Blonsky said she's been equally impressed by the sheer number of spectators lining the streets everywhere they go.
"Just seeing the fandom from Europe makes me like, how do we get that over here? And the protests, too, I thought that just shows you the magnitude of the tour — that they choose this as their protesting platform," she says. "But also, I feel like as Americans we're missing out on it."
When asked if she's got a favorite rider in the peloton, Blonsky was quick to pick the Danish EF Education, Magnus Cort, who'd be lighting up the mountain classification before having to leave due to a positive Covid test.
"He’s got that stupid mustache and he just seems like a fun person to hang out with," Blonsky says with a laugh.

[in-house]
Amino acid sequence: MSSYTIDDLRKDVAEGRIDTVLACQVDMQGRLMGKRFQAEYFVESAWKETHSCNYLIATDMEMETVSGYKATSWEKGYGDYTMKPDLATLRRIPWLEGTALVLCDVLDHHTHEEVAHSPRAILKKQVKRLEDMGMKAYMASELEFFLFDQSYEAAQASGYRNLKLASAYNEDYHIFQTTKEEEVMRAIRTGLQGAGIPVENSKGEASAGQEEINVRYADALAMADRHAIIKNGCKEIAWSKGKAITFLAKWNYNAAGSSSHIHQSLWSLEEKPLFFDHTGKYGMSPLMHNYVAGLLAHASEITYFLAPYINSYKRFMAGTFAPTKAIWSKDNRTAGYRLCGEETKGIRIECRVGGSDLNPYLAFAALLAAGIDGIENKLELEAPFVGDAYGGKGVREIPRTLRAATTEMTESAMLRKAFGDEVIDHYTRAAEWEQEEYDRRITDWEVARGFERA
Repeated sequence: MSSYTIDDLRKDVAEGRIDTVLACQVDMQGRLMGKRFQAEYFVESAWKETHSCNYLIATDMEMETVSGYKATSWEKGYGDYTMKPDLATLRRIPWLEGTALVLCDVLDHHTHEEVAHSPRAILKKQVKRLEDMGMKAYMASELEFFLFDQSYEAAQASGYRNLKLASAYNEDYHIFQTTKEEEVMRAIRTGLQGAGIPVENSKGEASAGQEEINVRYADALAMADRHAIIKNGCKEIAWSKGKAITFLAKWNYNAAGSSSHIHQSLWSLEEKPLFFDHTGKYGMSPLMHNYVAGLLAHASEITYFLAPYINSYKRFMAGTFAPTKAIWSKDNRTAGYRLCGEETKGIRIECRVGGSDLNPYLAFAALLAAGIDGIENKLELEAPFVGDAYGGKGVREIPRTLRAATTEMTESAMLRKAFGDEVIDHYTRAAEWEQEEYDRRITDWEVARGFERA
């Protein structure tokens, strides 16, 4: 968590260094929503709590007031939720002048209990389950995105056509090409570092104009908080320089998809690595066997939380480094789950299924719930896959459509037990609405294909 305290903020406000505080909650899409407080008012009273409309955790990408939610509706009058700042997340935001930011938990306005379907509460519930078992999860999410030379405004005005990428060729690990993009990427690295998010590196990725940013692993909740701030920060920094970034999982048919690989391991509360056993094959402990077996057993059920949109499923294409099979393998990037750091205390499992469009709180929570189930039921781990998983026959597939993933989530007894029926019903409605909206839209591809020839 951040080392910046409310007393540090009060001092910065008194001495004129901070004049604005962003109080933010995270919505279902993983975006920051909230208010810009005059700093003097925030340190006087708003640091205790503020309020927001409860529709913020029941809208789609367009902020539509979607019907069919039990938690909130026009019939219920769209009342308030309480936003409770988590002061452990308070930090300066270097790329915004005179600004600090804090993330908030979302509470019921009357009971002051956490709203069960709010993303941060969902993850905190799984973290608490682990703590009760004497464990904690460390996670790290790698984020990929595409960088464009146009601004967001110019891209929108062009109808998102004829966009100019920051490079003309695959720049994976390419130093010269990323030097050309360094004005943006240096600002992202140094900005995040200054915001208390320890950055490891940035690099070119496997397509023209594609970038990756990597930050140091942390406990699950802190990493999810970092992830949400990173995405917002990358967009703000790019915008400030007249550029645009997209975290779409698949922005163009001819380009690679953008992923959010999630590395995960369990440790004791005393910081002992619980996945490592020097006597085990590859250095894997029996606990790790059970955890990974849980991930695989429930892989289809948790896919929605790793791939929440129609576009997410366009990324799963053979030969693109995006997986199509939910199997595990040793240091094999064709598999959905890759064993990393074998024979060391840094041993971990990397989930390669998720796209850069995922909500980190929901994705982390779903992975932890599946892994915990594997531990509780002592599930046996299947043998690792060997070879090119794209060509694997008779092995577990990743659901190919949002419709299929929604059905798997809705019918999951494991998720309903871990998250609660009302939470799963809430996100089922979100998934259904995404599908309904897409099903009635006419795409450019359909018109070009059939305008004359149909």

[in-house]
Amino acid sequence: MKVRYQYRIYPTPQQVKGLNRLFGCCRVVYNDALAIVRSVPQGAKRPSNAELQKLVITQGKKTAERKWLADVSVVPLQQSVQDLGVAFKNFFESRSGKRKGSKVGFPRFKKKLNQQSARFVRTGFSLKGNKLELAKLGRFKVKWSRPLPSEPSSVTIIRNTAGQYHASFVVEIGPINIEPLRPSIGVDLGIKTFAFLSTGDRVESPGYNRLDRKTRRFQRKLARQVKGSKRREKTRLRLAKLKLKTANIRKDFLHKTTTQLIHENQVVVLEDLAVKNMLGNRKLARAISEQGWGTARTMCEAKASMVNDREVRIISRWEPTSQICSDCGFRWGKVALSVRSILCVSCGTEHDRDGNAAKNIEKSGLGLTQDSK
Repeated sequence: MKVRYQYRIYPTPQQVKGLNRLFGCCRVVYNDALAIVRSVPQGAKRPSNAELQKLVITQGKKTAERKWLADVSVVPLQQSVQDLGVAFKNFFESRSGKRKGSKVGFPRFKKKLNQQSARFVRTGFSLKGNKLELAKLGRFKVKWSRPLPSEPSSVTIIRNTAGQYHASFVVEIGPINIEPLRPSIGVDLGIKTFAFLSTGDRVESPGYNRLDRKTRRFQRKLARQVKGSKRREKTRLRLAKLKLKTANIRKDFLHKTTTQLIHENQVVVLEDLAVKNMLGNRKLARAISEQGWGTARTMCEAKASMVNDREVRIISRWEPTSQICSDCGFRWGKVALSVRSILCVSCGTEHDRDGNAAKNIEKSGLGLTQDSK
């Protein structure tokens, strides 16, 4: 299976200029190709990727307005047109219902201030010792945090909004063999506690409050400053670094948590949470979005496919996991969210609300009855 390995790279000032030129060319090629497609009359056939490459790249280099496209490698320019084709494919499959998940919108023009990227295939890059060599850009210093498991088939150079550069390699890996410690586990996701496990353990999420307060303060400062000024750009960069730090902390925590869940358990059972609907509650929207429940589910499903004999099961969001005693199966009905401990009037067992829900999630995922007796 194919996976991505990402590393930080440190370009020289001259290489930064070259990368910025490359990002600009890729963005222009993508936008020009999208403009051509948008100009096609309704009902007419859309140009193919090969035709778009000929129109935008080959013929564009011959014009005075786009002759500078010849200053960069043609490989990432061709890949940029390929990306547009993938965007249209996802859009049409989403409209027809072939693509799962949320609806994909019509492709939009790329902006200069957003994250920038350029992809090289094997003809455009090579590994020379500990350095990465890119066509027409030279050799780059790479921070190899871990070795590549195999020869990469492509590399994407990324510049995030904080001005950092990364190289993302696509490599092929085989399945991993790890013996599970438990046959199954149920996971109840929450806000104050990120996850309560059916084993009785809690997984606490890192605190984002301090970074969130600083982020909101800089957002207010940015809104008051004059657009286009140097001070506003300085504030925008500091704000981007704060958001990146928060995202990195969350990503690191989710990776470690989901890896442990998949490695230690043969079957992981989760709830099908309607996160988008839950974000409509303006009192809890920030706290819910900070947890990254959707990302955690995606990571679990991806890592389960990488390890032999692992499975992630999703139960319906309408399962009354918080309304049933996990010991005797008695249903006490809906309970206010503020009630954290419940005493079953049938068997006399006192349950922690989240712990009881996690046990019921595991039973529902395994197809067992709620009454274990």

"And Tadej Pogacar. I was really rooting for him just because he was killing it every single day, and I still think that'd be really cool to see him come out on top of the end."
Blonsky's own immersion in the Tour de France has not only opened her eyes to professional bike racing, it's inspiring others too. Those following her social media channels get small doses of her thoughts on the day's stage or cute shots of her dogs tuning in, too.
"I hear from people all the time that they're now watching it too. It's so fun," she says.
Will she tune in once it's the women's turn to vie for yellow at the inaugural Tour de France Femmes avec Zwift?
"If it’s on Peacock then yeah I will! I will probably get even more invested in that," she says.